On Monday 1st July 2019 43 teachers from 39 secondary schools across the country joined us here at Warwick for our 2019 Classical Civilisation A-level Teachers Day. Designed to complement the OCR A-level curriculum, this day provided teachers with sessions on modules from the A-level Classical Civilisation curriculum led by our Warwick Classics academics. Our aim for these sessions was to provide a new perspective on each of these modules from experts in the field informed by recent scholarship, to give the teachers a different view of material already familiar to them from their own teaching.
In addition, subject leader for Classics at OCR Alex Orgee led a popular session answering questions on the OCR curriculum, and breakout sessions during the day also provided an experience of coin-handling, interactions with our replica Greek vases, and the chance to visit ancient Athens with our VR headsets.
Teacher Resources from this day, including videos of the sessions, are being created and will be posted on our Warwick Classics Network website soon.
We are indebted to The Classical Association whose generous award of £2000 to the Dept of Classics and Ancient History and the WCN for funding to cover travel bursaries for those attending made this day the great success that it was.
If you would like more information on The Classical Association and the great work it does in promoting Classics to the wider world, then follow this link to their website.
Part One: The World of the Hero
In the first session of the day, Dr David Fearn introduced our attendees (below left) to recent readings of Homer's Iliad and Odyssey, using these to orient the teachers towards important and interesting new developments in Homeric thinking. Throughout the talk, Dr Fearn took the opportunity to relate characterisation to the structure and purpose of epic form in a variety of ways. This talk was followed by a session on Teaching the Politics of Virgil's Aeneid (below right) led by Prof. Victoria Rimell, where Prof. Rimell identified useful questions for drawing out debate on the politics and reading of passages from the Aeneid.
OCR and Breakout Sessions
Our first session was followed by a Q&A with Alex Orgee (below left), subject leader for classics at OCR. Alex spoke about the OCR curriculum and fielded questions relating to the latest A-level examinations and the use of recent scholarship. During this session and throughout the day teachers were also able to experience breakout sessions, including one on Coin Handling with Dr Clare Rowan and her collection of ancient Greek and Roman coins (below right)
In addition, teachers were able to experience handling our replica Greek vases and to take a virtual tour of Ancient Athens with our ever-popular VR headsets (below). These headsets are a useful teaching tool and we have loaned them to local schools for use in pupil Induction Days and Open Days as well as for use in Classics lessons.
Part Two: Culture and the Arts
Parts Two and Three of the day consisted of parallel sessions of topics linked to Culture and the Arts, and Beliefs and Ideas respectively. For Culture and the Arts we held parallel sessions on Imperial Image, Greek Theatre, and Greek Art.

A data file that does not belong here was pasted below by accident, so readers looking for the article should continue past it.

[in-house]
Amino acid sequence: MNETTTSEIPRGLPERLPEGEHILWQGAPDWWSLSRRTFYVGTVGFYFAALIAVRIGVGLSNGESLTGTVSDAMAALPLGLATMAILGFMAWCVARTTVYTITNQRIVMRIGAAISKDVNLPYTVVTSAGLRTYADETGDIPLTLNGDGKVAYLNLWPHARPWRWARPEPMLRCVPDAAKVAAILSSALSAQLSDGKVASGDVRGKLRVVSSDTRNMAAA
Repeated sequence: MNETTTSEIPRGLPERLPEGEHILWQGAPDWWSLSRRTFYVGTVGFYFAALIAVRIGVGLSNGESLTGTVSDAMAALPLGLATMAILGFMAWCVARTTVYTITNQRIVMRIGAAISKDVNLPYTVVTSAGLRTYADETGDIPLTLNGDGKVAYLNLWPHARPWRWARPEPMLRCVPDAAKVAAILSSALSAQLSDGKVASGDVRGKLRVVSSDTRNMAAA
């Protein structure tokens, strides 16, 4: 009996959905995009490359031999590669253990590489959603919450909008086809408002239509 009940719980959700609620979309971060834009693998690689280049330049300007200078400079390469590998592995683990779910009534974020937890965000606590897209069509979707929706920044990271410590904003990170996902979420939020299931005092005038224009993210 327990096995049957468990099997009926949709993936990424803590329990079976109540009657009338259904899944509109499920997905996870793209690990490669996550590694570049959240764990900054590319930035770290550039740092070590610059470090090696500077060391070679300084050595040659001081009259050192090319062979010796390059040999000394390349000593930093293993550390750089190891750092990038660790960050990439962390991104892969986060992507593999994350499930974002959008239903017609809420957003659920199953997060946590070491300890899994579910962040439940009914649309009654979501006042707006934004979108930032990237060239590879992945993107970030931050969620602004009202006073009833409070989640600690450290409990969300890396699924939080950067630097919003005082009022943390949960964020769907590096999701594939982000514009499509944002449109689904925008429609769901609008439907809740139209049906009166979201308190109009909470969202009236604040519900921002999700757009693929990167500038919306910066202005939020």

In a very popular Imperial Image session, Professor Alison Cooley (below left) led an engaging talk on 'Augustus in his own words - the Res Gestae Divi Augusti' discussing a topic for which her book is the A-level set text. This was followed by Dr Clare Rowan on 'The evidence of coins for Imperial Image' - a subject for which she also recently recorded one of our popular #AskAnAcademic videos.
In our Greek Theatre session, Dr Emmanuela Bakola (below right) gave a passionate introduction to 'Dionysus and Greek Theatre'. Teachers enjoyed this lecture by one of the driving forces behind our yearly Warwick Ancient Drama Festival.
In the session on Greek Art, which took place in our Antiquities Room, Prof. Zahra Newby and Dr Conor Trainor (Below centre) led a hands-on session with our Greek vases and replicas. Dr Trainor and Prof Newby explained how Pottery - as a common, everyday, and almost indestructible commodity - is one of the most important classes of artefacts for helping us to interpret many aspects of the ancient world, the aims of the session being to familiarise the teachers with the main archaeological/art historical uses of pottery; to familiarise them with the main approaches to archaeological pottery; and to provide an idea about how pottery is identified and interpreted.
Part Three: Beliefs and Ideas
Our final set of parallel sessions, under the heading Beliefs and Ideas, were on Greek Religion and Love and Relationships.
For Greek Religion, Prof. Michael Scott (below left) led an entertaining talk on various aspects of Greek Religion including: 'Belief in the Gods', with reference to Herodotus, Xenophon and Theophrastus, Dodona Tablets; 'Personal, Local and PanHellenic Religion' with reference to a Sacred Law from Cyrene RO, 2007, 97); and 'Personal experience of the Divine' through reference to the healing texts at Epidauros.
In the Love and Relationships session, Prof. James Davidson (below right) introduced the teachers to 'Sappho and Lesbian Women - Historical and Literary Contexts', and to 'Plato on Love and Same-sex relationships'. Following this entertaining overview, Prof Victoria Rimell led a very useful and engaging session on 'Teaching humour in Ovid Ars Amatoria 3'.
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